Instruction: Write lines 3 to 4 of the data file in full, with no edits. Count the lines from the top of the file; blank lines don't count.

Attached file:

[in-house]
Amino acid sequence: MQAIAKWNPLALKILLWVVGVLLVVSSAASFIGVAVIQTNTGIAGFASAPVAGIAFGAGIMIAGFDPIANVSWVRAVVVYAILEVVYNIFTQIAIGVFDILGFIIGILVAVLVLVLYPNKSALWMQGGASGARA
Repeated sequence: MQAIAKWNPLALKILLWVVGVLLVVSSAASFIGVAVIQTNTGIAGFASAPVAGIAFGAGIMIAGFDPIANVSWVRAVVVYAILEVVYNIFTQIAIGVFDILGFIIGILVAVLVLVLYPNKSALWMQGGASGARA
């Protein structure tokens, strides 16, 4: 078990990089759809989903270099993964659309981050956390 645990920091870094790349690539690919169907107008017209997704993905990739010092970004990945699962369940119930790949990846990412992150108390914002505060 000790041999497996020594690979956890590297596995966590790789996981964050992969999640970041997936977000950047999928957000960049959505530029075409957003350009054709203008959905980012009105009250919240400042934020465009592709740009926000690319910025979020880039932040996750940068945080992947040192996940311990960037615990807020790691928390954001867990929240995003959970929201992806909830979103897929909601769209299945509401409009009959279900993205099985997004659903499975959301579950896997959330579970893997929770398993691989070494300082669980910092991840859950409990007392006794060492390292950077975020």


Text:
Repeated sequence: MQAIAKWNPLALKILLWVVGVLLVVSSAASFIGVAVIQTNTGIAGFASAPVAGIAFGAGIMIAGFDPIANVSWVRAVVVYAILEVVYNIFTQIAIGVFDILGFIIGILVAVLVLVLYPNKSALWMQGGASGARA
């Protein structure tokens, strides 16, 4: 078990990089759809989903270099993964659309981050956390 645990920091870094790349690539690919169907107008017209997704993905990739010092970004990945699962369940119930790949990846990412992150108390914002505060 000790041999497996020594690979956890590297596995966590790789996981964050992969999640970041997936977000950047999928957000960049959505530029075409957003350009054709203008959905980012009105009250919240400042934020465009592709740009926000690319910025979020880039932040996750940068945080992947040192996940311990960037615990807020790691928390954001867990929240995003959970929201992806909830979103897929909601769209299945509401409009009959279900993205099985997004659903499975959301579950896997959330579970893997929770398993691989070494300082669980910092991840859950409990007392006794060492390292950077975020």